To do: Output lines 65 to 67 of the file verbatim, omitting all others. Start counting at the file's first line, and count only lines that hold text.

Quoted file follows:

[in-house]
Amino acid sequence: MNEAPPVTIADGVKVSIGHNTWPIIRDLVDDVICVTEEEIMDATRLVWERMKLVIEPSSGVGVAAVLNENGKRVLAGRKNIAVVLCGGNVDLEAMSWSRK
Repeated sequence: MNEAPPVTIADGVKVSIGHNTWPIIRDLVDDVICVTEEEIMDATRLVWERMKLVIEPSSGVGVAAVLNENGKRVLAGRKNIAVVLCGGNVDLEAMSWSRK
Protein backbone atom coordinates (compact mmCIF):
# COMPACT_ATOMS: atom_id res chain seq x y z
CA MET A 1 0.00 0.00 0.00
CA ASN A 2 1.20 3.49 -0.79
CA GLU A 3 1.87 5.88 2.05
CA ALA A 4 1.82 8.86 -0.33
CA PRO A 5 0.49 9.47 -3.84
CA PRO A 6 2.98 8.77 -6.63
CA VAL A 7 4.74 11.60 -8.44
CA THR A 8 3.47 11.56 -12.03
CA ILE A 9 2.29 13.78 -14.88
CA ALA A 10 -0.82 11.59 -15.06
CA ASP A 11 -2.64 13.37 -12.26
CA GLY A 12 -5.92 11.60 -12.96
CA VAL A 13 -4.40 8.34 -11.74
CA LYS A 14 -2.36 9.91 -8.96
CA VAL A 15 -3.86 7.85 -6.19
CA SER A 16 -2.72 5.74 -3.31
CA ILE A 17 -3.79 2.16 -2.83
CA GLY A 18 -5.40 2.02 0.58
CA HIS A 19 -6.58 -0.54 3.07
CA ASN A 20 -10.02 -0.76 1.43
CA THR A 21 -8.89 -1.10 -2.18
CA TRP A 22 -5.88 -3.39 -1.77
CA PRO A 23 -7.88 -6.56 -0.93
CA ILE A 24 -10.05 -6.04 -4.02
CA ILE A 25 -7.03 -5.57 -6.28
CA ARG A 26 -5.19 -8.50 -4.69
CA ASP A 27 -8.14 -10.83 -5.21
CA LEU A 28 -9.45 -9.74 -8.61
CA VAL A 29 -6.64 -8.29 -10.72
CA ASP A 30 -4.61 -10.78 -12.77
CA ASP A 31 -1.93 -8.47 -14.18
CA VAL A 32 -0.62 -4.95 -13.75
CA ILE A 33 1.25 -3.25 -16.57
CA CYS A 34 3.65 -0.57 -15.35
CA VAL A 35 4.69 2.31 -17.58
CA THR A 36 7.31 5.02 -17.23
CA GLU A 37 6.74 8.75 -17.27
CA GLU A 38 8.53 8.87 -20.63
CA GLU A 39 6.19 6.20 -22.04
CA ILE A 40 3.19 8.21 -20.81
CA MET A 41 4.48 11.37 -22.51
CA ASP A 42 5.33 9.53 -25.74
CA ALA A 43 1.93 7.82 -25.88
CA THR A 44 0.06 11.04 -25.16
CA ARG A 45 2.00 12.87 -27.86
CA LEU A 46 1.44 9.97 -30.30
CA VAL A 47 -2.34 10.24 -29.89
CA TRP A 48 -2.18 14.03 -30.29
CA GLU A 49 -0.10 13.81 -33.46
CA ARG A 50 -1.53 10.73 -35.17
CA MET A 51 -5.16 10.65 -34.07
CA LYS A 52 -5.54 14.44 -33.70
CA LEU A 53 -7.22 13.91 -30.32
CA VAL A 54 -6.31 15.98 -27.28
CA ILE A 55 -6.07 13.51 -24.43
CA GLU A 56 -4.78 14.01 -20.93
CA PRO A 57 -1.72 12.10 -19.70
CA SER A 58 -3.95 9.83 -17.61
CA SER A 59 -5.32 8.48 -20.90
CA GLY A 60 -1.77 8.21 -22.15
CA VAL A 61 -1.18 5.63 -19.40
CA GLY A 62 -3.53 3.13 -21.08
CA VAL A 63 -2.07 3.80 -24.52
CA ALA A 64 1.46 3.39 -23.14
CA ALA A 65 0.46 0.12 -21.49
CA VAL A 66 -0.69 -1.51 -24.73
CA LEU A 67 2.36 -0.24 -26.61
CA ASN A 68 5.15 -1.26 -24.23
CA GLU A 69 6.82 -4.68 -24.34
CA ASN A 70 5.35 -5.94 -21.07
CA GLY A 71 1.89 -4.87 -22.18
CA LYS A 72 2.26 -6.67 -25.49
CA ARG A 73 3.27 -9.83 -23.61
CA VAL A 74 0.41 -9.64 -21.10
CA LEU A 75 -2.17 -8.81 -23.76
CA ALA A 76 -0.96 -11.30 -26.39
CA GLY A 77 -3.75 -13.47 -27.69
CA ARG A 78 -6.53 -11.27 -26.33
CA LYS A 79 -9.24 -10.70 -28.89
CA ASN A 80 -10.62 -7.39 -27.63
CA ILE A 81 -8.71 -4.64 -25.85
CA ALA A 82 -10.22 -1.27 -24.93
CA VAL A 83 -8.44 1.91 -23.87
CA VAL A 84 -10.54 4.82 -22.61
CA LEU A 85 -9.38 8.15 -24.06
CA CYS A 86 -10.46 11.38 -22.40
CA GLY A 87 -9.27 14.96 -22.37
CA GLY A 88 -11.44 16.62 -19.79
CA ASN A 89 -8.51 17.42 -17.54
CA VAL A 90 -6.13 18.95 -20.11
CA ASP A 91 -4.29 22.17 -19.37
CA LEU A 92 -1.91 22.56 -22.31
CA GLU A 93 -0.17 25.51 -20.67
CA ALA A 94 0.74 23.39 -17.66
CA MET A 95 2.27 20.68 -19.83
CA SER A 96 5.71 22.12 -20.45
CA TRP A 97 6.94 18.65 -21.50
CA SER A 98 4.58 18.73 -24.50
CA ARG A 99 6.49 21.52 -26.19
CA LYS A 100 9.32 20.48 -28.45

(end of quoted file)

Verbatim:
CA GLY A 60 -1.77 8.21 -22.15
CA VAL A 61 -1.18 5.63 -19.40
CA GLY A 62 -3.53 3.13 -21.08